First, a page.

I’m going to re-visit some of my favorite games to see how they hold up. I’ve got a good 30 years of post-Mattel gaming under my Batman-brand utility belt, and I’m curious to see if those sepia-tone memories have been frosted with the cool minty icing of a distorted perspective or if those games truly were fun. Fun by my 39-year-old standards, which include all-you-can-eat shrimp and sex. It’s a much higher bar to reach.
The granddaddy of all Intellivision games is Astrosmash, the Asteroids answer whose only great in-game achievements are the sudden and illogical changes to the background color when a certain point total is achieved. Actually, this is still an oddly enjoyable game, despite the fact that it is inherently depressing.
Think about it: your little ship-dude is the last line of defense to keep your base safe from those falling asteroids, those pesky UFOs, and those insipid and unexplained twirling things. But it never ends. You keep shooting these objects, knowing that your demise (and the destruction of the base and its inhabitants) is the only inevitable conclusion. It’s a bleak philosophy. Read more…
By their very nature, kids are insane.
In grade school my friends and I magnified the potentially face-smushing violence of dodgeball into something we called murderball. In junior high, a number of us gave each other bear hugs to induce unconsciousness (though, to my credit, I knew well enough to hold out for the good drugs later on). In high school we drove like half-crazed grouse, wildly swirling upon ice and packed snow, riding precariously on one another’s car hoods or running boards in a scraggly zoo parking lot that we dubbed “Beggars’ Canyon.” Somehow we all survived to adulthood.
Thanks to a healthy brew of curiosity, consequence-blindness and morbid creativity, kids will find a way to dance as close to the brink of serious injury whenever possible. If they can, they’ll devise a means of elevating their precarious attempts at leisure into a competitive sport. That’s when the blood really starts to flow.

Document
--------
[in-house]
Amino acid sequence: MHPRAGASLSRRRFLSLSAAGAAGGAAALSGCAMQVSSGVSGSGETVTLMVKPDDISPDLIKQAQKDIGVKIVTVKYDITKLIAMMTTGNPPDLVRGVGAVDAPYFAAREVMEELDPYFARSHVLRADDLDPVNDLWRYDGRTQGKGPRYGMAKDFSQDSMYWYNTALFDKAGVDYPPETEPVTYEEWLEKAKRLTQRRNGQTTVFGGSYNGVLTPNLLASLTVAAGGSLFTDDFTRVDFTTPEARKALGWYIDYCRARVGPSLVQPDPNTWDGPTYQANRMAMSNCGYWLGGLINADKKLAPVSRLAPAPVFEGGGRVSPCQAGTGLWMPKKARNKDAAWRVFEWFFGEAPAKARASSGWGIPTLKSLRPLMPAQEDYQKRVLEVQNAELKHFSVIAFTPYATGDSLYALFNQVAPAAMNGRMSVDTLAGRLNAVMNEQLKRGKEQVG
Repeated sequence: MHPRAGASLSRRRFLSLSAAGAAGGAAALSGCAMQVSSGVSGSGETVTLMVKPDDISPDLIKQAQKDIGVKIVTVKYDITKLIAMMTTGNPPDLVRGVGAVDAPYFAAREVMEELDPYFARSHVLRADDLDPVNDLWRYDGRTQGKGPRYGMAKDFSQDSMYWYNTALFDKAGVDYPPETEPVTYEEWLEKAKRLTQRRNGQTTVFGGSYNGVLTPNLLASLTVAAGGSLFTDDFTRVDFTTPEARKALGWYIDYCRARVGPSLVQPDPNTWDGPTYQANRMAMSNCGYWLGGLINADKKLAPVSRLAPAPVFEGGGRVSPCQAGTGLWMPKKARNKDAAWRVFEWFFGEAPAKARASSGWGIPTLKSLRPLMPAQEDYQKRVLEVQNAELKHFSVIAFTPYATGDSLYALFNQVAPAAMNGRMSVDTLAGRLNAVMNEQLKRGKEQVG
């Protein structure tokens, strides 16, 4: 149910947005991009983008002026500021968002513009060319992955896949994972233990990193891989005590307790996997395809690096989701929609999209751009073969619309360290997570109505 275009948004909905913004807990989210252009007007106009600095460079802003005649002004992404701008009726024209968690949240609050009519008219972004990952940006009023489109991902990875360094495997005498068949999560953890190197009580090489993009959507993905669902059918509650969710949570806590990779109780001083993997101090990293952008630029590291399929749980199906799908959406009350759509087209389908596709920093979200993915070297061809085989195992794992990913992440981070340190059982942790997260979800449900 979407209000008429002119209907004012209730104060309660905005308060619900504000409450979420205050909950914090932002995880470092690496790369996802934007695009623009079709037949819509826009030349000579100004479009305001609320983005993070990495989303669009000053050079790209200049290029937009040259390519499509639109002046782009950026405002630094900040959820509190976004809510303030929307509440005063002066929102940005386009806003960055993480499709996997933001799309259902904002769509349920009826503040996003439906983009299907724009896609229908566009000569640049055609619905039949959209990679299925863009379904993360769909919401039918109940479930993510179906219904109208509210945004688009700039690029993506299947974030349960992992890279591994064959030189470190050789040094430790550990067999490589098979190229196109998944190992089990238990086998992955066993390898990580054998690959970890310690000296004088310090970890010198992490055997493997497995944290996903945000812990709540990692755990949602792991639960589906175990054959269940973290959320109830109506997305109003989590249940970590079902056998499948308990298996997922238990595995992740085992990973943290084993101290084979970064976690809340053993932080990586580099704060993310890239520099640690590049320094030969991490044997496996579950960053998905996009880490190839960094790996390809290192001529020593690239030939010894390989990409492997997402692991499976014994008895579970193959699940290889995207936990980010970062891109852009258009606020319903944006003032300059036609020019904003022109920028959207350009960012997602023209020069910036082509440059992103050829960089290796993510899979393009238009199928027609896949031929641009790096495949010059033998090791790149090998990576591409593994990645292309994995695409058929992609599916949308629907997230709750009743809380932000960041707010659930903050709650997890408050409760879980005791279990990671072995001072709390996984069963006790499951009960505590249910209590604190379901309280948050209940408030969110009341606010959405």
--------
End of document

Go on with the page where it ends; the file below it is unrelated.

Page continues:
Most kids know better than to mess about with Russian Roulette or other such gun-related idiocy. But knives? Knives are awesome. Hence the invention of Mumblety-peg.
Mumblety-peg is the game for kids who feel that toes are the surplus extras of the human body. Players stand with their feet roughly shoulder-width apart. Each throws a pocket knife hard at the ground so that its blade embeds in the earth. The object is to be the one whose knife lands closer to your own foot. The loser must shamefully admit that they lack the knife-hurling skills, or perhaps the manly machismo of their opponent. If you actually stick your own foot, you win by default. But at a cost. Read more…
Philistines may mock and deride, but some of us possess a truckload of warm memories playing bad video games. I remember when my friend Josh obtained a questionably legal Japanese multicart (that’s a single game cartridge with dozens of crappy games on it) for his Nintendo Entertainment System. We were in high school, and I welcomed in the dawn after a long night of inebriated attempts to conquer the cat-vs-mouse world of Mappy.
Mappy contained two of childhood’s greatest loves: crime-fighting and trampolines.
Not that I’m suggesting Mappy was a bad game. But of the 51 or 81 or 101 games on that cartridge, most were repetitive platformers or half-ass variations on Pac-Man. But I played those too, if for no other reason than they were there.
I am fortunate that my game hobbying never steered me to the depths of the world’s worst video games. Okay, I dabbled with ET: The Extra-Terrestrial on the Atari 2600, and I still maintain that one or two of those text-based Infocom games I owned for my PC were designed to be impossible without the hint book (sold separately!). But I never had the misfortune of flushing my own hard-earned dollars down the poop-encrusted drain of a rotten gaming experience.
Here’s some of the drek that I missed.
In 1991 a legitimate multicart was dropped upon the Nintendo crowd. It was called Action 52 because it had 52 games and each of them involved some form of action, even if it was only the act of you slapping your own forehead in frustration for having bought this thing. I’d list off some of the games on Action 52, but you haven’t heard of any of them. Perhaps you remember The Cheetahmen, which was launched in this pack with the intent of sparking a Ninja-Turtles-like synergistic frenzy: action figures, comic books, a TV series… no, you don’t. This game was so loathed (as was almost everything on the cartridge) that The Cheetahmen fled for the hills.
Perhaps the $199 price tag wasn’t helping either. Read more…